Megan Brookman '14 on Safe Passage
November 30, 2012
By Mohini Ufeli
For Megan Brookman ’14, “There’s not enough focus on sexual violence, everything under that umbrella makes me mad, and I wanted to do something about it, so I started volunteering.” Having witnessed the effects of domestic violence on the lives around her while growing up, Brookman took the opportunity to help when it came to her- during Mount Holyoke’s Annual Career Fair. Safe passage, a domestic violence shelter that provides support and resources for women and children, had a table and open volunteer positions. It has now been a year and half since Brookman began as a relief worker at Safe Passage, and in Brookman’s words, “Volunteering pays off big-time,” because, “Organizations take note of their outstanding volunteers.” Brookman’s volunteer position gradually grew into a work-study position as a Spanish translator.
Brookman may be a Middle Eastern Studies major, but she also has academic interests in Latin American studies, politics and language. By acknowledging and cultivating these seemingly broad interests, Brookman has been able to gain first-hand experience in career-fields she is interested in-human rights, social justice, and social work. As a relief worker, Brookman performs tasks like answering the domestic violence hotline and supervising the residents of the safe house, which includes setting alarms, enforcing rules and resolving conflicts. When Safe passage organizes events like their annual Hot Chocolate Run fundraiser, Brookman gets involved in the planning.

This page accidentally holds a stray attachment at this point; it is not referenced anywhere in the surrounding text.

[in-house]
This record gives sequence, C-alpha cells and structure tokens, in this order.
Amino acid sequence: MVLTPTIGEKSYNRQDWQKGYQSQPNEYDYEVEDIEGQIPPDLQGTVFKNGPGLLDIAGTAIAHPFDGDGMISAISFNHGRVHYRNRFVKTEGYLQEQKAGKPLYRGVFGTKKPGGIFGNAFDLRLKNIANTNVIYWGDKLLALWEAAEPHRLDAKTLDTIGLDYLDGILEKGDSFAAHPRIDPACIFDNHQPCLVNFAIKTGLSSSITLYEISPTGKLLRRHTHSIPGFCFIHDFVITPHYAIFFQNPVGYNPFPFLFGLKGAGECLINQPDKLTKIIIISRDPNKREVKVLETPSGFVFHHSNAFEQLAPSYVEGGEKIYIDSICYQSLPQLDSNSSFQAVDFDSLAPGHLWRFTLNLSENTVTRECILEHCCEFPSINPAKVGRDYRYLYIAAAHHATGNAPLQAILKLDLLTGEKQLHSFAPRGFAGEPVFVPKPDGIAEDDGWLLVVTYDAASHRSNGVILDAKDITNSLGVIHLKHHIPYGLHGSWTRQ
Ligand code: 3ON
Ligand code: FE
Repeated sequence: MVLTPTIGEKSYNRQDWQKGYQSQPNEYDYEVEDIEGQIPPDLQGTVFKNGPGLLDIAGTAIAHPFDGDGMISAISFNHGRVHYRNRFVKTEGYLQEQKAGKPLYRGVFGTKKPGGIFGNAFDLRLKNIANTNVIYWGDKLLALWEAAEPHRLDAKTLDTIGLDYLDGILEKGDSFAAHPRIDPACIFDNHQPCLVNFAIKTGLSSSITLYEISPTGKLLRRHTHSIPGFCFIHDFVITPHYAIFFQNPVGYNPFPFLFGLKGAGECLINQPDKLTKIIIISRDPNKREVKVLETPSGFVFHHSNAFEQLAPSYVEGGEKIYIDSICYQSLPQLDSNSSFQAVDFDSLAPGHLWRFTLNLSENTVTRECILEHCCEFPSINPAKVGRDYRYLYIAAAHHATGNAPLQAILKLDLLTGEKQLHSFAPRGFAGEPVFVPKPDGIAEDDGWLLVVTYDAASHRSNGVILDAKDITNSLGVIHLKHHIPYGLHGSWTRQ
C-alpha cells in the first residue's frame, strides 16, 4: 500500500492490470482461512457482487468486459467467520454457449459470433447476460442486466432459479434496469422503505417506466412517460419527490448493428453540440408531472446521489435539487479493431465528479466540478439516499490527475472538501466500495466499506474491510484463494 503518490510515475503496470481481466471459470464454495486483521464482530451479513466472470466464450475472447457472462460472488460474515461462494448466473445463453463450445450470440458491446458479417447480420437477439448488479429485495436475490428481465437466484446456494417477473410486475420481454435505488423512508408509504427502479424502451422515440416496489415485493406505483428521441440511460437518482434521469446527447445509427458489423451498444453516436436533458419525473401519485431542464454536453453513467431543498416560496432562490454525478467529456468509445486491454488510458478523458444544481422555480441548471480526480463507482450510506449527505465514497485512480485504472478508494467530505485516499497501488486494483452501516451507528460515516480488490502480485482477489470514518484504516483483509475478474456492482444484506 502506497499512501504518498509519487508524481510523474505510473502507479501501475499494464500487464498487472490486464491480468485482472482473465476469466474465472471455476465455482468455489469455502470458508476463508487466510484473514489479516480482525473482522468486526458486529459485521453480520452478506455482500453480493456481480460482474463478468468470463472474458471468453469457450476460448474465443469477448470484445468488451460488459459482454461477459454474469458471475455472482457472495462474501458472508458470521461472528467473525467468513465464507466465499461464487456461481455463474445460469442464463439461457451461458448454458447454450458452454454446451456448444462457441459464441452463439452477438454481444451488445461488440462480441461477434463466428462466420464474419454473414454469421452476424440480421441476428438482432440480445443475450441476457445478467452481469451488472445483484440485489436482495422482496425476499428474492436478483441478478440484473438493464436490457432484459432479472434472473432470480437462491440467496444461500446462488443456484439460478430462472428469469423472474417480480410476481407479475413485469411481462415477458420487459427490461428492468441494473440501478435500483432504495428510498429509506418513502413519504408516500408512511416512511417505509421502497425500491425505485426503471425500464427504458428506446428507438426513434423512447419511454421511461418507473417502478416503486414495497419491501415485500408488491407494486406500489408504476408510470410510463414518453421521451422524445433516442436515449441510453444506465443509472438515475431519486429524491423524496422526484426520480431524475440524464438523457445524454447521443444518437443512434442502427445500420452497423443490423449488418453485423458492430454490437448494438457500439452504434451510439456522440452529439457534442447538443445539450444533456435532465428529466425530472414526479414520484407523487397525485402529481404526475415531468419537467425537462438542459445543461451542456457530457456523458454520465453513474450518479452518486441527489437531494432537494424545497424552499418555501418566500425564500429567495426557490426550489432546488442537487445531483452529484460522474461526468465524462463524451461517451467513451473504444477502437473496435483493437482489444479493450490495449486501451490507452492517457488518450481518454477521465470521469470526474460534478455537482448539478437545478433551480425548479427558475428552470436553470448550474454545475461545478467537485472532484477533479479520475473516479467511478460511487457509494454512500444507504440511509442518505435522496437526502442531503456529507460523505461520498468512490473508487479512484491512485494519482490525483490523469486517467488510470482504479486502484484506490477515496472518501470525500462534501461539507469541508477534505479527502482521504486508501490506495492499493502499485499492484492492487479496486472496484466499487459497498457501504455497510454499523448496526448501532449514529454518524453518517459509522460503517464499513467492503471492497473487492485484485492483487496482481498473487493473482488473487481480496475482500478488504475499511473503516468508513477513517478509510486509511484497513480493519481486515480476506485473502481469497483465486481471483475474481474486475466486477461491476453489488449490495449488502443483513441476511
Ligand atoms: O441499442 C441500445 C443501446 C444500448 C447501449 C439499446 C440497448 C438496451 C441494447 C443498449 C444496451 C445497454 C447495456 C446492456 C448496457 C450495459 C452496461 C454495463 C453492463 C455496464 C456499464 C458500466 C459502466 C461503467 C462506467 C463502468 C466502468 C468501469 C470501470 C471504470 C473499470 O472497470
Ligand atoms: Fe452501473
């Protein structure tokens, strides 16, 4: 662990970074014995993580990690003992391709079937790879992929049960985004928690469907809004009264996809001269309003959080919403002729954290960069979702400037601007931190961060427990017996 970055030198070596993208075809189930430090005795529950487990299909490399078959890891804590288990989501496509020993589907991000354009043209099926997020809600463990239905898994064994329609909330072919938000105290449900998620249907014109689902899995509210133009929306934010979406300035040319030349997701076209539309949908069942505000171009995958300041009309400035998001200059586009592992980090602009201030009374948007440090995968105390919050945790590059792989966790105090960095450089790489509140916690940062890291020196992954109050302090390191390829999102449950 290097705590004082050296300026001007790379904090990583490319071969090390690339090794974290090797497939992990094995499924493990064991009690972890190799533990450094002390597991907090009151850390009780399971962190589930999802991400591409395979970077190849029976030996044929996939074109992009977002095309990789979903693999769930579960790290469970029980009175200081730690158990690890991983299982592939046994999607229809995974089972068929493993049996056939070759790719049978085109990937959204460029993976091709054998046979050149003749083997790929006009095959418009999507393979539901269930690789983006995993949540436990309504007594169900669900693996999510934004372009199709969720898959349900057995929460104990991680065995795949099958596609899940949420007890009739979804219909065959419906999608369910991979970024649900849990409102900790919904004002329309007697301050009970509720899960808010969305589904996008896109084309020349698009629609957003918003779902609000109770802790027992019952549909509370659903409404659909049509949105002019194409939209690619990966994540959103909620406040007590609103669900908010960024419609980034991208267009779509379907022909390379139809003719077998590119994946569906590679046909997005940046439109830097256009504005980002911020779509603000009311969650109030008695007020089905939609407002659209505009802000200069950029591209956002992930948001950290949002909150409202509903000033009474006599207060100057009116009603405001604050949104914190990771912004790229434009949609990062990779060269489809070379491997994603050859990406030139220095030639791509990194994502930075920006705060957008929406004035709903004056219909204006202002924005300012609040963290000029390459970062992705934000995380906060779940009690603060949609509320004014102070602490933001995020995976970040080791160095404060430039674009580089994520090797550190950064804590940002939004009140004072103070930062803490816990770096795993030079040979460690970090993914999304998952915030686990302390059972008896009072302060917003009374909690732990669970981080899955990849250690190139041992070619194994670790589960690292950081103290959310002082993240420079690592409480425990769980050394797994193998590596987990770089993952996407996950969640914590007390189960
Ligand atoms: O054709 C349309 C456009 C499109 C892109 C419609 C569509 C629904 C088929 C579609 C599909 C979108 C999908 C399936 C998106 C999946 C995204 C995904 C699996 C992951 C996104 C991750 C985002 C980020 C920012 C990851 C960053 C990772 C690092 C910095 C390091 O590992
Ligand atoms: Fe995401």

As a Spanish Translator, a paid position she has held since the fall of 2012, Brookman works on content for the Safe Passage website and drafts the “Safety Plan” which suggests what steps to take for anyone who is attempting to leave an abusive environment. For Brookman, who “can’t imagine doing a career in which I only spoke English,” translating allows her to keep up-to-date on her Spanish, “I have to continuously keep looking at vocabulary I didn’t know,” and help people, “I have to be so vigilant that I don’t accidentally translate something wrong.”
Brookman’s position at Safe Passage is giving her practical, real-world experience that will be invaluable to her future aspirations either as a domestic violence advocate or a lawyer. Because of the serious and sensitive nature of the work she does, Brookman has become accustomed to paying close attention to detail and relating to people beyond cultural, religious and other differences. Brookman acknowledges that it’s ‘hard to separate your personal beliefs from your job and prioritize,” but it’s a skill Brookman has had for a long time, “and it’s very useful.”
To students looking for work opportunities, Brookman had a bit of advice - volunteer. If you have a passion that you would like to explore, keep volunteer positions in mind, and Brookman suggests looking everywhere: “Look at every website in every pamphlet, talk to your organization, ask professors, it doesn’t hurt to email an organization asking if they have employment opportunities or internships, or if they know of any organizations in the area similar to them that do, because not all companies post employment on their websites.”